A feasibility study on a potential offshore gas pipeline to Greece will be presented next month, Greek officials say.
In a combined effort, Greece, south Cyprus and Israel are looking at the possibility of a 1,300 km offshore pipeline designed to transport up to 16 billion cubic metres (bcm) of gas per year to Greece to supply European markets.
Israel, which has discovered large amounts of gas and to a lesser extent, Cyprus are believed to be sitting on huge quantities of natural gas, but have not yet decided how to export it.
The energy ministers of Israel, south Cyprus and Greece, who met in Athens on Wednesday said they would continue discussions. Israel’s energy minister Yuval Steinitz saying the pipeline idea was “promising”.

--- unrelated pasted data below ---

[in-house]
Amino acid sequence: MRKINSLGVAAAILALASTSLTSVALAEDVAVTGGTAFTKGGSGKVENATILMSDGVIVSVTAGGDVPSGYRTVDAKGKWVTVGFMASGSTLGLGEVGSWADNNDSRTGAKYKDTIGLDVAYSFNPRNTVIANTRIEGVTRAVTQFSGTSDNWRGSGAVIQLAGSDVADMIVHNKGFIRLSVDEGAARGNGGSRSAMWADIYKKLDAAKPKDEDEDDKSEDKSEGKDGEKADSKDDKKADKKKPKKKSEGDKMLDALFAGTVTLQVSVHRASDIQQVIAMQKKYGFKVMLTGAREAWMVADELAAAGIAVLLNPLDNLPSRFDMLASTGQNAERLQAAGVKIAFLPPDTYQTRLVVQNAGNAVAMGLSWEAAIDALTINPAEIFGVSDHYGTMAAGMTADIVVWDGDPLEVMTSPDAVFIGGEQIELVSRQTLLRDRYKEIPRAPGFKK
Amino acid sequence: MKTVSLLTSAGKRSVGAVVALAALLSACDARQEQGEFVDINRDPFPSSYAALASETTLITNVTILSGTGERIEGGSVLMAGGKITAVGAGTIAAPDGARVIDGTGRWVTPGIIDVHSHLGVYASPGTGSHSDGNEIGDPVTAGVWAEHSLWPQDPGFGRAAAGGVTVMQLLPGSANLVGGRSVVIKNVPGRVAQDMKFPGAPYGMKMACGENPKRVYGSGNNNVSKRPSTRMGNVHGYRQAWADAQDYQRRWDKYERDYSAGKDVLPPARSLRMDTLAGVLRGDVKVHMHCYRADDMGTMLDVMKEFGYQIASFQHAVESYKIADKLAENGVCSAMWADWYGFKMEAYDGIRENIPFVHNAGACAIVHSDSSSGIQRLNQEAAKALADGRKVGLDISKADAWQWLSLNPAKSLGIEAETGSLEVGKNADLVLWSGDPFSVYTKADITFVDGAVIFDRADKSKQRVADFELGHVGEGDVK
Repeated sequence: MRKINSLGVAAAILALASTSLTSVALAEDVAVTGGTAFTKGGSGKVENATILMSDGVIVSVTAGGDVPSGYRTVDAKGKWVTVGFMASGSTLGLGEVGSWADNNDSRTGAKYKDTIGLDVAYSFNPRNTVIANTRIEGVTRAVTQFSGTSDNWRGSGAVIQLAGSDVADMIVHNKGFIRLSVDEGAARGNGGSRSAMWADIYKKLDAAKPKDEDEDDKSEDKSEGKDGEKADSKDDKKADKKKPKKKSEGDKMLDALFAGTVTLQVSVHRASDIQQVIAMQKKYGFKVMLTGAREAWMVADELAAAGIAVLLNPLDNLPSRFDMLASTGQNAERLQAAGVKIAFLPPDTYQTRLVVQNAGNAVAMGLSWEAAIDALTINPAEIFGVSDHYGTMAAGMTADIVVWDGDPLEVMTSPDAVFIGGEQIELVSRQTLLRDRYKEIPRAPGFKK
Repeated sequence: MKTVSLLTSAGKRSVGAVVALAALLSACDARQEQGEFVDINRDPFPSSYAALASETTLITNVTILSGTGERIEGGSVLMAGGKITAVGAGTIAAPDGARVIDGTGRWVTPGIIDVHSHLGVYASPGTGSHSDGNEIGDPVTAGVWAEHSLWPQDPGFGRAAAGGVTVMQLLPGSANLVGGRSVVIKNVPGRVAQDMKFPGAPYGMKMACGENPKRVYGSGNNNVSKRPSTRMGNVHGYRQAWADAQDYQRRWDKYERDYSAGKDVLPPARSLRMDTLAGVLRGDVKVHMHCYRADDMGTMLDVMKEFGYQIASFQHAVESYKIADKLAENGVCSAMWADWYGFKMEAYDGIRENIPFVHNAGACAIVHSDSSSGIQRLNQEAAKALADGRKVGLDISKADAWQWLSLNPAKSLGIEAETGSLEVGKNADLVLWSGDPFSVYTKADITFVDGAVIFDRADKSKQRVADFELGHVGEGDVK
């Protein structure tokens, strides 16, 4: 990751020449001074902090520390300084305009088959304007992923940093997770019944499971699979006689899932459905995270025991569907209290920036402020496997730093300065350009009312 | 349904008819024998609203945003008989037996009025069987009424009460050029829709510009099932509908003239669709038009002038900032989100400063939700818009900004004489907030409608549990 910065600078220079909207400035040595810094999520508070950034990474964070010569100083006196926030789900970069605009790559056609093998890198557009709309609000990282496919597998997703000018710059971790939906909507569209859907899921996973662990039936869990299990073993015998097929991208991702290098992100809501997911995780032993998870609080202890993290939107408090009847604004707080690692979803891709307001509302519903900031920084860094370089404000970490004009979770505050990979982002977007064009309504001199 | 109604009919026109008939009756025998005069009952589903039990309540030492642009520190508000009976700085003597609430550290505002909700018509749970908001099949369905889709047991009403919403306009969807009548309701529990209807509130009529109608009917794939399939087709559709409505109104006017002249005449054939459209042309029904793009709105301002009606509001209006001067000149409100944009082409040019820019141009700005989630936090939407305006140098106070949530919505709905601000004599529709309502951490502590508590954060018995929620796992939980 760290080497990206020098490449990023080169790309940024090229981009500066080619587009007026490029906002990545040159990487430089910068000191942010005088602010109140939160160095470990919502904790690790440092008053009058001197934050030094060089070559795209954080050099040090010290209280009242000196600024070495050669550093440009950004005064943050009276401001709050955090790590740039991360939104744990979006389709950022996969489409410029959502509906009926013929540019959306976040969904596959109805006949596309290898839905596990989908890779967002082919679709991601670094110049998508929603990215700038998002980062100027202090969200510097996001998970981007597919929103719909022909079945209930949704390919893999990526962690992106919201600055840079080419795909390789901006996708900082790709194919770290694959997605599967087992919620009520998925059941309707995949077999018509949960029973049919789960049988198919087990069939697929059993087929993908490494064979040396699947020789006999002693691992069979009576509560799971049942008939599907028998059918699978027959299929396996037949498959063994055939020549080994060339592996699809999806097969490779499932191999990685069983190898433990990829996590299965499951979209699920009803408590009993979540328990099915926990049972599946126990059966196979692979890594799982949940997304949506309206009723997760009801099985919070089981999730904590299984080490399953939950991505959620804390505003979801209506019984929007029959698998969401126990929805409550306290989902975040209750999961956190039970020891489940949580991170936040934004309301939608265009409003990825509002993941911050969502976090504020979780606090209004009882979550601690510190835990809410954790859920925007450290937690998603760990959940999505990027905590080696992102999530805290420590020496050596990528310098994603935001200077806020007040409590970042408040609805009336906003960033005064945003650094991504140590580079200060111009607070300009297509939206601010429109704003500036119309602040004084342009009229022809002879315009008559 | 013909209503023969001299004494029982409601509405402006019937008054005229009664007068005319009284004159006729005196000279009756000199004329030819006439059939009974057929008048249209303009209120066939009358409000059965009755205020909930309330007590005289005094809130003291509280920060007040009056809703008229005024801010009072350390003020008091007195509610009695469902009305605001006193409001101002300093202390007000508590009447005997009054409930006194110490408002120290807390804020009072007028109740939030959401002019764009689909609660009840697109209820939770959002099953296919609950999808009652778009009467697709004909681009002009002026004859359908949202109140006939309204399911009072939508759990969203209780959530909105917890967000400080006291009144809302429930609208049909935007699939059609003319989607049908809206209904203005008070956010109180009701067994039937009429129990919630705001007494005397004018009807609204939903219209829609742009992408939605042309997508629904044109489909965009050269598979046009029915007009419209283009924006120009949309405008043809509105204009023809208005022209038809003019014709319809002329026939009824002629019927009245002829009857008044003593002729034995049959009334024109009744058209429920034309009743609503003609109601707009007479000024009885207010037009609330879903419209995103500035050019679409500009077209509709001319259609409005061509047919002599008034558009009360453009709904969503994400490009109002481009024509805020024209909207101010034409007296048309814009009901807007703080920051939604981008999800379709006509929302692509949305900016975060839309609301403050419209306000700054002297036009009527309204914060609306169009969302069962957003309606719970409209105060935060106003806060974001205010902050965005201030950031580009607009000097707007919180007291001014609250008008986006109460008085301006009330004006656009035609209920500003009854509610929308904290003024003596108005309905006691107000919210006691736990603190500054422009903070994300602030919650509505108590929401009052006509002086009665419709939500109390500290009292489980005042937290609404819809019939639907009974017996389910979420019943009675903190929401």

“…It seems the East Med basin might become the next big thing in natural gas,” Steinitz told journalists.
“In order to enable this we have to think in advance about ways and means of exporting. One of the most promising projects which has been under examination is a natural gas underwater pipeline.”
“What transpired as a very significant issue in these talks is the ability of Greece to become a gateway of natural gas of the eastern Mediterranean to Europe,” said Panos Skourletis, Greece’s energy minister.
Israel has discovered more than 900 bcm of natural gas offshore, with the possibility of another 2,200 bcm waiting to be extracted, Steinitz said.
Several delivery options have been considered including a pipeline linking the three countries, a pipeline to Turkey, or the use of liquefied natural gas (LNG) storage facilities in Egypt for shipment to Europe.
“My policy is that at the end of the day we have to have at least two of these pipes in order to have more than one option,” Steinitz said.